Why the Red Sea disruptions will dominate the WTO meeting in Abu Dhabi

Houthi actions in recent months prove that we cannot distance trade and politics

The container ship 'Maersk Bratan' in Hamburg. Maersk and other shipping companies have had to grapple with security threats in the Red Sea following attacks by Houthis. AFP
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“You have to talk to each other. And that means there has to be compromise; no one side will get 100 per cent of what they want.”

So counselled Ngozi Okonjo-Iweala at the start of the World Trade Organisation’s biennial ministerial conference in June 2022. Ultimately, its 164 member nations needed an extra couple of days to reach a consensus, but it proved to be a successful pep talk by the former Nigerian finance minister, who took over as Director General of the WTO the year before the 12th Ministerial Conference (MC12). The agreements reached became known as the “Geneva Package” and included landmark rules on fisheries subsidies, responding to pandemics, food security and e-commerce tariffs.

Nearly two years later, and one month away from MC13 in Abu Dhabi, global trade has been severely disrupted – this time due to more than two dozen attacks on Red Sea shipping by Yemen’s Iran-backed Houthi rebels since November.

Shipping companies are sending their vessels away from the traditional route through the Suez Canal as a result, and this has meant delays to cargoes and ultimately rising costs. Such pressures will dampen sentiment and potentially trade activity.

Already the outlook for this year had been “highly uncertain and generally pessimistic” according to the UN Conference on Trade and Development. Now the prognosis is only worsening as tensions rise in the region and the Israel-Gaza war shows no sign of ending.

On Tuesday, the US military’s Central Command said it thwarted the latest – and largest to date – Houthi attack that included the firing of 18 one-way attack drones, two anti-ship cruise missiles and one anti-ship ballistic missile towards transiting merchant vessels. The US is leading the international response to stop the Houthis as well as working towards a solution in Gaza, but we should be prepared for a long, drawn-out process.

Loss of life has been the paramount concern, and we now have an additional dimension to consider – the potential impact on livelihoods

Loss of life has been the paramount concern during these past few months, and we now have an additional dimension to consider – the potential impact on livelihoods as a result of reduced trade flows. There will also need to be a collective response in order for them to be protected. These shorter-term risks will probably be included in the wider conversation about how trade can be enhanced for the future.

Right now, it appears as if global trade can be too easily held up and disrupted by single factors.

In the past decade, we have seen how a volcanic eruption in one region can have a far and wide impact on the movement of goods. The Covid-19 pandemic, for example, revealed our over-reliance on China as a source of key products. Climate change is wreaking havoc on agricultural systems. Combine all the possible scenarios for disruption and our systems appear very precarious and ill-fit for the purpose of fostering inclusive economic growth and improving quality of life and well-being.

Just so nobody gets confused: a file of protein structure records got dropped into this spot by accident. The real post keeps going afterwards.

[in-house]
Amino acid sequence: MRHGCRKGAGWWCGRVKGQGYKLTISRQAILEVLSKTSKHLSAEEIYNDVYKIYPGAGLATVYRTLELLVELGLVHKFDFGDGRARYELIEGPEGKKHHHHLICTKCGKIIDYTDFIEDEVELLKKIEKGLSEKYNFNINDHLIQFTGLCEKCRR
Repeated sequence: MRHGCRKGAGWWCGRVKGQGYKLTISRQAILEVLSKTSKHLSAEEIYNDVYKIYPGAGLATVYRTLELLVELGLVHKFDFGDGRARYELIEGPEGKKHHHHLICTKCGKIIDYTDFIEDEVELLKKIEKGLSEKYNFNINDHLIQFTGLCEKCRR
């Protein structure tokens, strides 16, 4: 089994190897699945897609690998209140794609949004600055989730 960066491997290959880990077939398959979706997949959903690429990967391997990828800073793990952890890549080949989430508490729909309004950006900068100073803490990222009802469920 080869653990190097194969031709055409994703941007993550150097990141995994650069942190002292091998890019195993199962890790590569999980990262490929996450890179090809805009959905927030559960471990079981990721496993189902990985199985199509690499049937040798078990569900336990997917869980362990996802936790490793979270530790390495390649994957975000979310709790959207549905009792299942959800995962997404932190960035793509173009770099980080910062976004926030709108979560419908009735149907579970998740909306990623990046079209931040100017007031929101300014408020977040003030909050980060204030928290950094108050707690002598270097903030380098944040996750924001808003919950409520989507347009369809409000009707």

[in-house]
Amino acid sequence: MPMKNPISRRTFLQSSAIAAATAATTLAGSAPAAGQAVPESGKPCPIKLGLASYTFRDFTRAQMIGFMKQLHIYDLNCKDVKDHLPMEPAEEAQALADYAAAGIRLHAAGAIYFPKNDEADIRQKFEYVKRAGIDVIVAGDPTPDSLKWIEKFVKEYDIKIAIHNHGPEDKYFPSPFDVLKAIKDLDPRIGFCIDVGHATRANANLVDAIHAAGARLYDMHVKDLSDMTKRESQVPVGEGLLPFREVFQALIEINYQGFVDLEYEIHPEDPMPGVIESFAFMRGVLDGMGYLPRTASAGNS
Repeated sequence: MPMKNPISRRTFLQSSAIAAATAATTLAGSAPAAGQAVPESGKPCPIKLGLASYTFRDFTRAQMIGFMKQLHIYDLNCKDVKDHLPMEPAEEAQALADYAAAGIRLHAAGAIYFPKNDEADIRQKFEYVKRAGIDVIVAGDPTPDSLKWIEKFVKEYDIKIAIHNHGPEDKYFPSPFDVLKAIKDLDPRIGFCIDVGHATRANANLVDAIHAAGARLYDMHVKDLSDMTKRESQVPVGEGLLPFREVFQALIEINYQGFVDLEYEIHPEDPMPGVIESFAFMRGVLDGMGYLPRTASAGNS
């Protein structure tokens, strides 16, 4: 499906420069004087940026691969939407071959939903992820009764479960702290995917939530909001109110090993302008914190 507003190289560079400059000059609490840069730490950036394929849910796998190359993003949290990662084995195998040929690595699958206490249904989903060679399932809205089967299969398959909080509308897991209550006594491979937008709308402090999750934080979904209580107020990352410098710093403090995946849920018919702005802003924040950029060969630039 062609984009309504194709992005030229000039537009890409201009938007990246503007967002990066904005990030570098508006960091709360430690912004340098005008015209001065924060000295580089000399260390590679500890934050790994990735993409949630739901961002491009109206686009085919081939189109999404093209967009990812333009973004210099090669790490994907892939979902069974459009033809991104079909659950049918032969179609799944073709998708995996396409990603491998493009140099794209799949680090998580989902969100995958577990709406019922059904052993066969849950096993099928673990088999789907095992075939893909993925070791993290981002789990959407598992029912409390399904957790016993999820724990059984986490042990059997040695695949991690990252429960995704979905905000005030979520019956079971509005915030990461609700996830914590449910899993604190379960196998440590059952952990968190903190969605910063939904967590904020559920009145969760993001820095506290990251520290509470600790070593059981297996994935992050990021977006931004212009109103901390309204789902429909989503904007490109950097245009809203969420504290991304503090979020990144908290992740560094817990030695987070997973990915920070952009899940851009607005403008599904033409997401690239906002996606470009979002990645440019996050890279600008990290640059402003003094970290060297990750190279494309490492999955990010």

Ms Okonjo-Iweala, for her part, has talked about the weaknesses of the current system of trade while at the same time defending globalisation and its role as a facilitator and enabler for these goals. “My answer is: yes, the system works. Yes, parts of it need to be fixed. We need to fix what needs fixing. We don't need to throw the baby out with the bathwater,” she has said. “The WTO has made things better for business.”

She has conceded that the organisation’s dispute settlement mechanism – currently non-functioning thanks to the US blocking the appointment of judges – does need fixing. Also, the rules on the digital sphere must be updated to reflect its rising influence.

She has spoken about a “better path forward” led by “re-globalisation: deeper, more deconcentrated markets, achieved by bringing more people and places from the margins of the global economy to the mainstream”. By doing so, she argues, there would be greater diversification and thus it would be harder to “weaponise interdependencies”.

Looking at what the Houthis are up to, it is tempting to conclude that it is easier than ever at the moment to weaponise them. So what can we do?

The reality has always been that geopolitics and trade are intertwined, but the end of the Cold War fuelled the idea that they can be separated. The WTO’s creation was seemingly this ideal made tangible.

Recent history has shown the notion that we can distance trade and politics to be little more than wishful thinking. This is partly because the idea was originally driven by a worldview derived from the perspective of the US and other industrialised nations.

This stance was never sustainable, and arguably its bias has made it even more difficult to remove geopolitics from the trade equation.

Other – non-western – perspectives count just as much in a global trade environment and they will find a way to be voiced, whether inside or outside existing multilateral institutions. The growth of the Brics grouping in recent years – which the UAE and Saudi Arabia have recently joined – demonstrates this.

Developed nations, however, still seem reluctant to truly share leadership roles with emerging economies. Until they compromise on this critical point, we will all continue to find geopolitical concerns harder to resolve and trade will always be at their mercy.

Published: January 12, 2024, 5:00 AM